Department of Spanish, Portuguese & Latin American Studies
Ms Clare Szembek
tel 020 7679 3109;
internal extension X33109;
Dr Humberto Núñez-Faraco
(Head of Department)
tel: 020 7679 4332;
internal extension X34332;
News & Forthcoming Events
- Q+A with filmmaker Marc Silver
- Student Choice Teaching Award - nominees
- PhD Vivas
- Publication of Dr Guillermo Laín's monograph
- BBC News Magazine - Vicky Pryce and Miguel de Cervantes
- International Conference - The Future of Hispanism
- London World Film Festival 2013
- Translating 'Live' Poetry
- Gained in Translation
- Dr Deborah Martin will introduce El último verano de la boyita at ISA's 'Staging the Future: Argentine Films in Dialogue' Series
Dr Alexander Samson
Lecturer in Golden Age Literature
Tel: +44 207 679 7121 (internal x37121)
Fax: +44 207 679 2297
Office Hours: Spring 2014 - Mondays 3 - 4pm, Tuesdays 4 - 5pm, Wednesdays 12 - 1 pm.
Dr Samson lectures on the literature, culture and history of early modern Spain and Latin America. He has edited The Spanish Match: Prince Charles’s Journey to Madrid, 1623 (Ashgate, 2006) and with Jonathan Thacker A Companion to Lope de Vega (Tamesis, 2008), as well as a special issue of Renaissance Studies on 'Gardens and Horticulture in the Early Modern Period'. He has published extensively on the marriage of Philip II and Mary Tudor, historiography and royal chroniclers in 16th century Spain, firearms, Cervantes and Anglo-Spanish cultural relations. His book Mary Tudor and the Habsburg Marriage: England and Spain 1553 – 1557 is due out later this year.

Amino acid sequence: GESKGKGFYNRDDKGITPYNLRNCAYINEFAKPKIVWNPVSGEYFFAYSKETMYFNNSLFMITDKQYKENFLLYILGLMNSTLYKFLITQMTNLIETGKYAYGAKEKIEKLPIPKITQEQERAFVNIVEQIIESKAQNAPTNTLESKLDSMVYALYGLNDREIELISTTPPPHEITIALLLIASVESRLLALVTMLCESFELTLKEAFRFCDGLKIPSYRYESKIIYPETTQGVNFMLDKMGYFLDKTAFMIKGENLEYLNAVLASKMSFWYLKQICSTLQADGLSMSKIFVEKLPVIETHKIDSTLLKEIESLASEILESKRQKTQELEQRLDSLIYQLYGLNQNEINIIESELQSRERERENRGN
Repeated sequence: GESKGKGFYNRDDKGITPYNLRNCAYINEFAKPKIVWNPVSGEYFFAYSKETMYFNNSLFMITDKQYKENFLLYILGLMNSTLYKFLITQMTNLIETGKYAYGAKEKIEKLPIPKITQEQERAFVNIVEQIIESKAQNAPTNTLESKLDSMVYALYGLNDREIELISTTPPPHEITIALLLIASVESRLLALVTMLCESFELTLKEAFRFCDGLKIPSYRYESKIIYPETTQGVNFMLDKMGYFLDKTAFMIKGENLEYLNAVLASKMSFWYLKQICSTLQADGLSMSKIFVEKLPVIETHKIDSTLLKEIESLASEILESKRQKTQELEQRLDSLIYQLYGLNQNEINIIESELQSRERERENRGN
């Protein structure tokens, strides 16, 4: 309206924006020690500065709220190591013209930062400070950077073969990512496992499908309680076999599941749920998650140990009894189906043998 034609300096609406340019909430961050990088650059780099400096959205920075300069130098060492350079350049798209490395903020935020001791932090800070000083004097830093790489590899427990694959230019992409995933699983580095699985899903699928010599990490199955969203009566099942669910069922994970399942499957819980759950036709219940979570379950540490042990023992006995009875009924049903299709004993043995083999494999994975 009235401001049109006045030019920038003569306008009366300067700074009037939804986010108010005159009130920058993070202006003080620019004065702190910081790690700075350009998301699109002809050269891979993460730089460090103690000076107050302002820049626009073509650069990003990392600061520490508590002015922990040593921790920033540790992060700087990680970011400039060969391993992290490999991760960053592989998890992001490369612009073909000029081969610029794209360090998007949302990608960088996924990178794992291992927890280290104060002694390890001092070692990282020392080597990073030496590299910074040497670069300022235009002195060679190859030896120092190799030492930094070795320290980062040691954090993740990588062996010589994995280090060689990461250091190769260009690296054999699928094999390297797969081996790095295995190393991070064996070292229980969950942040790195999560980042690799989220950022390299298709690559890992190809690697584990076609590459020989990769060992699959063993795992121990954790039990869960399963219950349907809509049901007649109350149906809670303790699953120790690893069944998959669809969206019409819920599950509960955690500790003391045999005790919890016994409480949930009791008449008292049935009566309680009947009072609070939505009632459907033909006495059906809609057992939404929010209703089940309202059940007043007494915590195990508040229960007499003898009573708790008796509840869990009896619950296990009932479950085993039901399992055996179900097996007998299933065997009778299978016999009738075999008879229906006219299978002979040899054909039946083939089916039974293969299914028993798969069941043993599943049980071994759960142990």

His research interests include intercultural relations and translation between Spain and England from 1500 to 1640, European festival texts, the Habsburg empire under Charles V, and early colonial history.
He runs the Golden Age and Renaissance Seminar, as well as being the co-director of UCL's Centre for Early Modern Exchanges.
He is the convenor of UCL's new MA in Early Modern Studies and teaches an option on gender and sexuality in the 16th century G013 Sex and the Body in Early Modern Europe as well as an undergraduate module on ELCS6003a Crime Fiction. He is currently supervising doctoral students working on Spanish influences on the Sidney circle and Pedro de Gante's Nahautl catechism.